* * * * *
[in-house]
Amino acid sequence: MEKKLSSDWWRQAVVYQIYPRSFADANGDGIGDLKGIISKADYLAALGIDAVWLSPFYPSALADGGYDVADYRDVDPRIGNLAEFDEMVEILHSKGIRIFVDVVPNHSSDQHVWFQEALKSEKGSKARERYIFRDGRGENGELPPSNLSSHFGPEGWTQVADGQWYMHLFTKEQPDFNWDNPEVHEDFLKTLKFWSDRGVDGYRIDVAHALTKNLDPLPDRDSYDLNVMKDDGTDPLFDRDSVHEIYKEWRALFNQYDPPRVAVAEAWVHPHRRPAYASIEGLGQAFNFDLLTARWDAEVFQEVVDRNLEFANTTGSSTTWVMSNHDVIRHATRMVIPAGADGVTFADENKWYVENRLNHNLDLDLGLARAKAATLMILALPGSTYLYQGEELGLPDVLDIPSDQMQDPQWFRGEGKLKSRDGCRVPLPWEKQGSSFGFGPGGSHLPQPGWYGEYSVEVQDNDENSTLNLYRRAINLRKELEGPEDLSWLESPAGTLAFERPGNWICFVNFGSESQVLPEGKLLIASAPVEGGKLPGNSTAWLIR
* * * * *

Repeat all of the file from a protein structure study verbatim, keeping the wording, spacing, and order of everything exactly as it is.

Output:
[in-house]
Amino acid sequence: MEKKLSSDWWRQAVVYQIYPRSFADANGDGIGDLKGIISKADYLAALGIDAVWLSPFYPSALADGGYDVADYRDVDPRIGNLAEFDEMVEILHSKGIRIFVDVVPNHSSDQHVWFQEALKSEKGSKARERYIFRDGRGENGELPPSNLSSHFGPEGWTQVADGQWYMHLFTKEQPDFNWDNPEVHEDFLKTLKFWSDRGVDGYRIDVAHALTKNLDPLPDRDSYDLNVMKDDGTDPLFDRDSVHEIYKEWRALFNQYDPPRVAVAEAWVHPHRRPAYASIEGLGQAFNFDLLTARWDAEVFQEVVDRNLEFANTTGSSTTWVMSNHDVIRHATRMVIPAGADGVTFADENKWYVENRLNHNLDLDLGLARAKAATLMILALPGSTYLYQGEELGLPDVLDIPSDQMQDPQWFRGEGKLKSRDGCRVPLPWEKQGSSFGFGPGGSHLPQPGWYGEYSVEVQDNDENSTLNLYRRAINLRKELEGPEDLSWLESPAGTLAFERPGNWICFVNFGSESQVLPEGKLLIASAPVEGGKLPGNSTAWLIR